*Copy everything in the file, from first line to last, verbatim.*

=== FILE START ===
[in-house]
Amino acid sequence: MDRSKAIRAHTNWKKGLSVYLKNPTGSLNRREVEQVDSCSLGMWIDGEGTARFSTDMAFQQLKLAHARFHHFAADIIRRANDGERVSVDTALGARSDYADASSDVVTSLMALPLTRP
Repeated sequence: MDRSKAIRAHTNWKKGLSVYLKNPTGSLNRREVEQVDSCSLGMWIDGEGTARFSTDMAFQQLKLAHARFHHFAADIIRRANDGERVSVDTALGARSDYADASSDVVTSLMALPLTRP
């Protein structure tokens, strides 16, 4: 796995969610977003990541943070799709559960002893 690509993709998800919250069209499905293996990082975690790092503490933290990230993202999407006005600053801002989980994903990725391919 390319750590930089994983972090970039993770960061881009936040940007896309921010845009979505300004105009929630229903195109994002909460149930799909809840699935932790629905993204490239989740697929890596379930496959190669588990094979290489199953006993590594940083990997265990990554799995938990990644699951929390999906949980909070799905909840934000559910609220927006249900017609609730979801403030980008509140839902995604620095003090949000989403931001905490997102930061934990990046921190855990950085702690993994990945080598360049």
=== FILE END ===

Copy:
[in-house]
Amino acid sequence: MDRSKAIRAHTNWKKGLSVYLKNPTGSLNRREVEQVDSCSLGMWIDGEGTARFSTDMAFQQLKLAHARFHHFAADIIRRANDGERVSVDTALGARSDYADASSDVVTSLMALPLTRP
Repeated sequence: MDRSKAIRAHTNWKKGLSVYLKNPTGSLNRREVEQVDSCSLGMWIDGEGTARFSTDMAFQQLKLAHARFHHFAADIIRRANDGERVSVDTALGARSDYADASSDVVTSLMALPLTRP
């Protein structure tokens, strides 16, 4: 796995969610977003990541943070799709559960002893 690509993709998800919250069209499905293996990082975690790092503490933290990230993202999407006005600053801002989980994903990725391919 390319750590930089994983972090970039993770960061881009936040940007896309921010845009979505300004105009929630229903195109994002909460149930799909809840699935932790629905993204490239989740697929890596379930496959190669588990094979290489199953006993590594940083990997265990990554799995938990990644699951929390999906949980909070799905909840934000559910609220927006249900017609609730979801403030980008509140839902995604620095003090949000989403931001905490997102930061934990990046921190855990950085702690993994990945080598360049």